You may have also seen a few modern BMWs. That’s because Dave runs AZ Motorcycle Rental, an outfit where you can rent new BMW touring bikes and enjoy the area around Tucson. It’s geared towards experienced riders – they ask that you’re at least 23 years old, have a license for at least three years, and prove that you can handle a 500+ pound bike. He’s affiliated with Iron Horse Motorcycles out of Tucson, and he kindly added to my hat collection before I took off.

Hat in hand (but not in the usual sense), I got back on the freeway to see how far east I could make it before the end of the night. After a couple of hours I decided to break up the monotony with a bit of hard-packed dirt.

As I got my first significant dirt of the trip in, I got to thinking about the only things connecting my bikes to the ever-changing surface.

TIRES

There’s been a big surge of street-focused bikes with ADV styling as of late, and most of them run a wheelset of 19″/17″ front and rear. It’s a fine compromise between handling on pavement with a front wheel that’s large enough to deal with minor issues off-road. I actually found the 85 to handle quite well on pavement. It’s surprisingly easy to touch down peg on either side and the motorcycle feels planted while doing so. It’s a bit odd to call a 504-pound motorcycle “nimble”, but the V85 TT does feel well-balanced and light on its feet. It’s a fun bike to hustle around!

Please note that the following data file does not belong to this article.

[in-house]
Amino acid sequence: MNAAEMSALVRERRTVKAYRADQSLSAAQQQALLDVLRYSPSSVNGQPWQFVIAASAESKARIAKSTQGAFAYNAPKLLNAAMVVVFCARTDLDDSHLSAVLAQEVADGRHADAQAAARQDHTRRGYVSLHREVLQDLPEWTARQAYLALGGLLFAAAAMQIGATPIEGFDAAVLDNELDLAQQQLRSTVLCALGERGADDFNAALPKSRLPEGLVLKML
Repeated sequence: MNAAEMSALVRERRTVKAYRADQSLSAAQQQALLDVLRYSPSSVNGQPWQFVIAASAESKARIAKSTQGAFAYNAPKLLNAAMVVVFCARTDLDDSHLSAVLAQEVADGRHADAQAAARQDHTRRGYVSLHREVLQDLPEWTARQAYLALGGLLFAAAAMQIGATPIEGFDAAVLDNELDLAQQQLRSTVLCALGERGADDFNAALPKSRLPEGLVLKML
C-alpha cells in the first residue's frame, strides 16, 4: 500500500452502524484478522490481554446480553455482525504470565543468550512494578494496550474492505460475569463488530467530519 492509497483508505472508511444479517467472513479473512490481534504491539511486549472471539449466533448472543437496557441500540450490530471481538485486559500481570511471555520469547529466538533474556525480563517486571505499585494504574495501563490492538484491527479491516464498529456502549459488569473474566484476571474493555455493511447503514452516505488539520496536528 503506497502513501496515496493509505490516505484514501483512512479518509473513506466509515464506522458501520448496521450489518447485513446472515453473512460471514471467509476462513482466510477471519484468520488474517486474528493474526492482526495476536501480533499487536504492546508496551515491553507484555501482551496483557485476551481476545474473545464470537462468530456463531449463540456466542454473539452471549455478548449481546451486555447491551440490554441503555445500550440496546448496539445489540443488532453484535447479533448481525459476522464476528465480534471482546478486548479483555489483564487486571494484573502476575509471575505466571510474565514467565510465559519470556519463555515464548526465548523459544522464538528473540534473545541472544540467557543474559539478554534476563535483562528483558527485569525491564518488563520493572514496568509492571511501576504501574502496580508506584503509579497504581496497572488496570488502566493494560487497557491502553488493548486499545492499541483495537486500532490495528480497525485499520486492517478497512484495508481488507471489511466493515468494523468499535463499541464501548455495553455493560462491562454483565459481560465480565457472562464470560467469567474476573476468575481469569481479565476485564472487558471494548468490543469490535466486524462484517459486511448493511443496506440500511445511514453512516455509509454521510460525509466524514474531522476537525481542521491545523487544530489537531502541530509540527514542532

Photo from Moto Guzzi. It’s tough to get a photo of yourself riding when traveling solo!

You’ll get different tires depending on if you buy the V85 TT or the V85 TT Adventure. The former gets the Metzeler Tourance NEXT while the latter comes with the Michelin Anakee Adventure. Both are sized 110/80 front and 150/70 rear.

Anakees on the Adventure model. Photo from Moto Guzzi.

I liked the Tourance NEXTs for the 98% on-road/2% off-road riding I did on this tour. What I didn’t like was how Guzzi utilized them. If you look closely at the sidewall, you’ll see that the Metzeler is tubeless.

However, Moto Guzzi kept costs low by utilizing spoked wheels that require tubes. I have three issues with tubed tires on a pavement-focused machine:

1.) Fixing a flat takes much longer.
I picked up a giant rusty nail at the BMW R1250GS launch, but I was able to ride to a nearby gas station, buy a plug kit, plug the tire, and re-inflate it within 10 minutes – and I am mechanically inept. If the same thing happened on this bike, I’d be stuck for a while: take the axle out, get the brake caliper off, get the wheel off, deal with the valve steam, break the bead, go to town with your tire irons (hope you don’t gouge the rim), install the new tube, and put it all back together again. My buddy Spurgeon over at RevZilla is very much mechanically inclined (hell, he calls himself thefixxer), and it took him four flats on his KTM 1090R before he could get the time down to 35 minutes – that’s just regarding the front tire.